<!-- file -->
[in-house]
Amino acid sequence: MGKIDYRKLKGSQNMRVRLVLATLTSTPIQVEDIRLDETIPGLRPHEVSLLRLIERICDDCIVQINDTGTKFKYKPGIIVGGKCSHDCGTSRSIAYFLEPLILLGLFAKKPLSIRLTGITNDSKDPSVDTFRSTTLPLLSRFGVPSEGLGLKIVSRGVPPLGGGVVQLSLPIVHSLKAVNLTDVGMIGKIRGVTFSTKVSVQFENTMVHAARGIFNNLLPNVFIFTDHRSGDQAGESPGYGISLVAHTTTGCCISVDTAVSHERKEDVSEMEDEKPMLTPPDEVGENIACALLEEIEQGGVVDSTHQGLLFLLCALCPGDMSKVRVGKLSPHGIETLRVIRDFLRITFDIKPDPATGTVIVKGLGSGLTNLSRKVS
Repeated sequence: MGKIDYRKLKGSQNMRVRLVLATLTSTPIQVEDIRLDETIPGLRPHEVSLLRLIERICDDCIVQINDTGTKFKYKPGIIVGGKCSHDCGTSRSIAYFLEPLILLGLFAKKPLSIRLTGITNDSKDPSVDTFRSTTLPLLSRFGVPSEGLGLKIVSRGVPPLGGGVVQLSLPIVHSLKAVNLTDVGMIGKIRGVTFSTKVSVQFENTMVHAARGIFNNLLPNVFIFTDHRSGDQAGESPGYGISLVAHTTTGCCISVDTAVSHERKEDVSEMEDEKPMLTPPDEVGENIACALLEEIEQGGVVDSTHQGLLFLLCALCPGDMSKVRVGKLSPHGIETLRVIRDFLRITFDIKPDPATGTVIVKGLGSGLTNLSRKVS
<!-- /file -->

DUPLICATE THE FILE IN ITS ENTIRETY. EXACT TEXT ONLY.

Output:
[in-house]
Amino acid sequence: MGKIDYRKLKGSQNMRVRLVLATLTSTPIQVEDIRLDETIPGLRPHEVSLLRLIERICDDCIVQINDTGTKFKYKPGIIVGGKCSHDCGTSRSIAYFLEPLILLGLFAKKPLSIRLTGITNDSKDPSVDTFRSTTLPLLSRFGVPSEGLGLKIVSRGVPPLGGGVVQLSLPIVHSLKAVNLTDVGMIGKIRGVTFSTKVSVQFENTMVHAARGIFNNLLPNVFIFTDHRSGDQAGESPGYGISLVAHTTTGCCISVDTAVSHERKEDVSEMEDEKPMLTPPDEVGENIACALLEEIEQGGVVDSTHQGLLFLLCALCPGDMSKVRVGKLSPHGIETLRVIRDFLRITFDIKPDPATGTVIVKGLGSGLTNLSRKVS
Repeated sequence: MGKIDYRKLKGSQNMRVRLVLATLTSTPIQVEDIRLDETIPGLRPHEVSLLRLIERICDDCIVQINDTGTKFKYKPGIIVGGKCSHDCGTSRSIAYFLEPLILLGLFAKKPLSIRLTGITNDSKDPSVDTFRSTTLPLLSRFGVPSEGLGLKIVSRGVPPLGGGVVQLSLPIVHSLKAVNLTDVGMIGKIRGVTFSTKVSVQFENTMVHAARGIFNNLLPNVFIFTDHRSGDQAGESPGYGISLVAHTTTGCCISVDTAVSHERKEDVSEMEDEKPMLTPPDEVGENIACALLEEIEQGGVVDSTHQGLLFLLCALCPGDMSKVRVGKLSPHGIETLRVIRDFLRITFDIKPDPATGTVIVKGLGSGLTNLSRKVS